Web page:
A reader writes:
It’s snowing, so it’s a northern temperate climate. It doesn’t look like the US. Also, the “hotel” sign doesn’t help, since the word is the same in English, French, and German. I’m going to guess that the minivan is the clue. I didn’t see too many people driving those in Prague or Vienna (two cities that this scene reminds me of). I think this is the one city in North America that truly resembles a northern European city: Quebec City.
It’s obviously somewhere in Northern Europe. The cleanliness of the streets makes me think that it’s somewhere in “Scandihoovia.” I’ve spent a little time in Oslo, so I know that some of the inner-city neighborhoods were damaged during World War II, but there was nothing comparable to the flattening of urban areas that occurred in Germany. Hence the mix of old and new. Norway remained a fairly poor country (by European standards) until the Oil Boom of the 1970s and ’80s, so the reconstruction of central city Oslo was marked by some particularly ugly buildings, such as the modern one in the photo. Tåkk for alt!
The colorful European architecture next to the drab Soviet-style building is so very Czech. This picture was taken facing the Acc-nifos Lublanka hotel in the Nove Mesto (new town) neighborhood of Prague, I think the corner is Tylovo nam. As a proud Czexan (a Czech from Texas, of course), I especially treasured my visit to the homeland, in fact my family is from a small town, also called Nove Mesto, in Moravia. This picture brought me back, so thanks. Now excuse me while I go eat some kolaches and remember my trip.
That’s got to be Edinburgh. They just had that big snowfall recently, and those kind of angled streets and buildings just scream “Edinburgh”. Even with the snow, I wish I was there having a nice Tennent’s lager in one of the nearby pubs.
Southampton, England? First time trying for this contest. But I’m hungover and just wasting time in bed, so I thought, why not?
My first thought was that the stark concrete architecture of the building on the corner seemed Soviet or at least Eastern European. But I doubt I’d see the word “Hotel” on many hotels in that part of the word, the snow means not-Mediterranean, and a quick Google search for “yellow zigzag street lines” told me that such a thing is common in the UK. I’ve only been to Italy so I don’t know if they occur elsewhere in Europe.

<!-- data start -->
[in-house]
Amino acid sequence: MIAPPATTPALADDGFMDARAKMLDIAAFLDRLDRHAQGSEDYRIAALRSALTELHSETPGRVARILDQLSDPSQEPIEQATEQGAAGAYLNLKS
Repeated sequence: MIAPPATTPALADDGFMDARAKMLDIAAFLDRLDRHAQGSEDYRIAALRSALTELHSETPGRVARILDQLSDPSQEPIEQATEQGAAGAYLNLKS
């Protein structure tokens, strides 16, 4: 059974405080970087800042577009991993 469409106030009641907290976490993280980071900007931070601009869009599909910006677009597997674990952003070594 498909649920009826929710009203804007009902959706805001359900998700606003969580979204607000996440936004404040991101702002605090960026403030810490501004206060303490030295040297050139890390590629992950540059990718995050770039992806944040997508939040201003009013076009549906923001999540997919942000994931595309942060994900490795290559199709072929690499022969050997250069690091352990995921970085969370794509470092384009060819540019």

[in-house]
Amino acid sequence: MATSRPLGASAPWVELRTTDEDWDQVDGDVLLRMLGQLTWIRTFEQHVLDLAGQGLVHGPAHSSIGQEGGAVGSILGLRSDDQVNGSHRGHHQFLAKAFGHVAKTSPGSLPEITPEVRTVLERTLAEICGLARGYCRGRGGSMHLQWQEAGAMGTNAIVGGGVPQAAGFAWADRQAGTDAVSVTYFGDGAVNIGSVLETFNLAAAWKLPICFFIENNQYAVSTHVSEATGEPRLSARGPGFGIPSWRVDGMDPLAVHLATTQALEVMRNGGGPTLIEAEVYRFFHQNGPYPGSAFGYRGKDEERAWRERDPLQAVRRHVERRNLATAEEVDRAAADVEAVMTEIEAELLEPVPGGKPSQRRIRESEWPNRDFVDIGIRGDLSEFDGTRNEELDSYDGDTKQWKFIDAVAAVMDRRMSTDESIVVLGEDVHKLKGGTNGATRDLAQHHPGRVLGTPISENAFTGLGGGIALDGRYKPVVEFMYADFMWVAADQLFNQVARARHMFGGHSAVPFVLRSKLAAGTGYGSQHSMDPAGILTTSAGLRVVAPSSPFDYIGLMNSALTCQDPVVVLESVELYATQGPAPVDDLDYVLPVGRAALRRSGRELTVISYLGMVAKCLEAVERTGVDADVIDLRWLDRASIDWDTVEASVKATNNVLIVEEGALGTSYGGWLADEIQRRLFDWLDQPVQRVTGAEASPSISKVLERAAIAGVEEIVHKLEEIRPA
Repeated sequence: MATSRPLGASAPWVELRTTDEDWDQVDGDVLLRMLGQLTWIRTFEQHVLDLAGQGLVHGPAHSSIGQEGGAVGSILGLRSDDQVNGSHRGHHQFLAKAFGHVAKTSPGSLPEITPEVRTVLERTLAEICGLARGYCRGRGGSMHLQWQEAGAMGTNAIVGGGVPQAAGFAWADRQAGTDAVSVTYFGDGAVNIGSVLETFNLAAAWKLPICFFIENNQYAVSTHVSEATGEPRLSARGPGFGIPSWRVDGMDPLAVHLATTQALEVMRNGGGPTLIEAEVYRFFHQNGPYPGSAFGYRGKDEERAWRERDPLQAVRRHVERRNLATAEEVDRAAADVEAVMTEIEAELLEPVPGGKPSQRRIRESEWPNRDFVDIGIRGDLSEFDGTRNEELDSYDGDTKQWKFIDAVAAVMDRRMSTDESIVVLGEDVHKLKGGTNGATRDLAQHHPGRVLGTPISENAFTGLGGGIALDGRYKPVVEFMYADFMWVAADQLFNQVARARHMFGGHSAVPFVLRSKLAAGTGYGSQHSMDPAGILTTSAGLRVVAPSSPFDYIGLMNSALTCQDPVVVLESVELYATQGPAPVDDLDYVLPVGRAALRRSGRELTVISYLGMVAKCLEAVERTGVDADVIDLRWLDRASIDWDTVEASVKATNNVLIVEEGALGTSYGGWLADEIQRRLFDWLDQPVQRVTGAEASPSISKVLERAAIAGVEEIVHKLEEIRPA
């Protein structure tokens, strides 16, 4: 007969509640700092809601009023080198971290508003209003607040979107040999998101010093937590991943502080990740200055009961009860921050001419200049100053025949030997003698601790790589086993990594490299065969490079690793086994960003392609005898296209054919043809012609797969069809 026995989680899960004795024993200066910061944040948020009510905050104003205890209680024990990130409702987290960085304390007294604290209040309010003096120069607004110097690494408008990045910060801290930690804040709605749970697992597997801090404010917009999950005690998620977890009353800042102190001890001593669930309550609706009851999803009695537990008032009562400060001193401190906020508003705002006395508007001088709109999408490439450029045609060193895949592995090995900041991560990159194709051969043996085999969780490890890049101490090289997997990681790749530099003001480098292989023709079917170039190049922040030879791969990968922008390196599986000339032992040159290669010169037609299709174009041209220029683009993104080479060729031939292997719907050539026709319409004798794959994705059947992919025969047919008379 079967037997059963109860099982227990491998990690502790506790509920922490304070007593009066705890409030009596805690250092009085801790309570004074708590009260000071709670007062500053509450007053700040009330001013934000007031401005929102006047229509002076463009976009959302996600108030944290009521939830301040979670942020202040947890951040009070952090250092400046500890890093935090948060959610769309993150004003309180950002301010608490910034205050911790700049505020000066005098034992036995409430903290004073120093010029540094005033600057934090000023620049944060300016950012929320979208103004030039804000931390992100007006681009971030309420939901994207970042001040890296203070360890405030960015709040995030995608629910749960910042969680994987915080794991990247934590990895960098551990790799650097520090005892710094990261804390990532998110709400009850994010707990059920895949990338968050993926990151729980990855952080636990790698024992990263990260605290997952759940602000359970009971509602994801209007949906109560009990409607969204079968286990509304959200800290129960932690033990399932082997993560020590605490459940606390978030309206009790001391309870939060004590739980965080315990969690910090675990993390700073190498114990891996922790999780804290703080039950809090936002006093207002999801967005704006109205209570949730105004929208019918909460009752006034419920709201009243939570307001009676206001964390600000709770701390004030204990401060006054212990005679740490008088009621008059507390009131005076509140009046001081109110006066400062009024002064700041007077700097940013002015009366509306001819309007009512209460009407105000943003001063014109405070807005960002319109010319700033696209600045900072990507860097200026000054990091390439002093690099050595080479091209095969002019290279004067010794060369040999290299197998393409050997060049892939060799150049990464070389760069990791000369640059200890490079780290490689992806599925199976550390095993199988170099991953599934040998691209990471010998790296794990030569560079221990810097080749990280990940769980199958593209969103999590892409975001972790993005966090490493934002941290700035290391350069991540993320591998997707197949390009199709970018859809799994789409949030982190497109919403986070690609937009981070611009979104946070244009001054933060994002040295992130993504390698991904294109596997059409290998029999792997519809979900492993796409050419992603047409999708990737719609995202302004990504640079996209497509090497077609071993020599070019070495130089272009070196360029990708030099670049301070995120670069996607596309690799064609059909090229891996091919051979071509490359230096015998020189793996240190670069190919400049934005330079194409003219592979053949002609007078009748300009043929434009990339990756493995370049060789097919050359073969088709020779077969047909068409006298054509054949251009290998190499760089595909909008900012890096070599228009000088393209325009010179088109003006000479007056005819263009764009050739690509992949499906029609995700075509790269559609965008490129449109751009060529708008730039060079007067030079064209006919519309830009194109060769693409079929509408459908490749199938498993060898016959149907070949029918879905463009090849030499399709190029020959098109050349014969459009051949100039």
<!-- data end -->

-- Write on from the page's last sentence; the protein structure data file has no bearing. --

At this point I’m still completely lost, so I take another stab in the dark. The dude walking with the girl is wearing a red and white cap. I have no idea if the practice of wearing baseball-style caps with team colors is at all common in the UK (I kind of doubt it), but another search tells me that red and white are the home colours of Liverpool FC (and, of course, the away colours of the England national team itself). So I’ll say the city is Liverpool.
I have no idea where this is. But I can’t wait to find out where it’s okay to park on the sidewalk and the line dividing street lanes appears to have been painted by Dali.
So, that zig-zag line for the bus stop led me to Paris, France. Being unable to sleep, I turned on the Google Earth hotel tag and scanned the city, looking for an intersection the shape of the one in the picture. I found a few candidates, but couldn’t pin down the exact spot and gave up after a couple hours. Still, what I did find was generally so similar to the location in the picture that I still think it must be Paris.
I’m guessing central Paris. Along with the road markage being distinctly French (those zig-zag yellow lines), the big tip off is the road sign with its distinct French royal blue rectangle with a flourish on the top. In addition, the bus stop’s sign has the Parisien turquoise, though can’t quite make out the route number which would be kind of helpful. But I can’t narrow it down from there, can’t see the arrondissement or any other detailing figure. Stumped beyond that.
The bus stop with the turquoise sign just said “Paris” to me, as I have lived there. Plus one can glimpse the blue street sign to the right, balconies, and the word “Hotel” displayed vertically – all typical of Paris. Less typical is the newer architecture and relative lack of storefronts. I’m going to say the 20th arrondissement because of the newer construction.
I love Paris and was just there last week being interviewed for an art history film. I met my husband there (but in the 13th arrondissement), and I love to pore over Atget and Marville photographs of Parisian streets. All this makes it painful for me that I cannot name the street in this picture.
I guessed Paris right away because of those waist high poles lining the sidewalk. They are just high enough to give me excruciating pain if I’m not looking carefully where I’m going. The modern architecture would suggest either 7th district or one of the outlining districts, maybe 16th or 18th. There’s also an RER sign on the bus stop. Still, the poles are all I need. They still exist in my nightmares.
The “French touch” of the picture for me are the poles sticking out on the edge of the sidewalks: their function is to prevent cars from parking on sidewalk. The renowned Parisian sophistication goes through the window when they’re behind the wheel.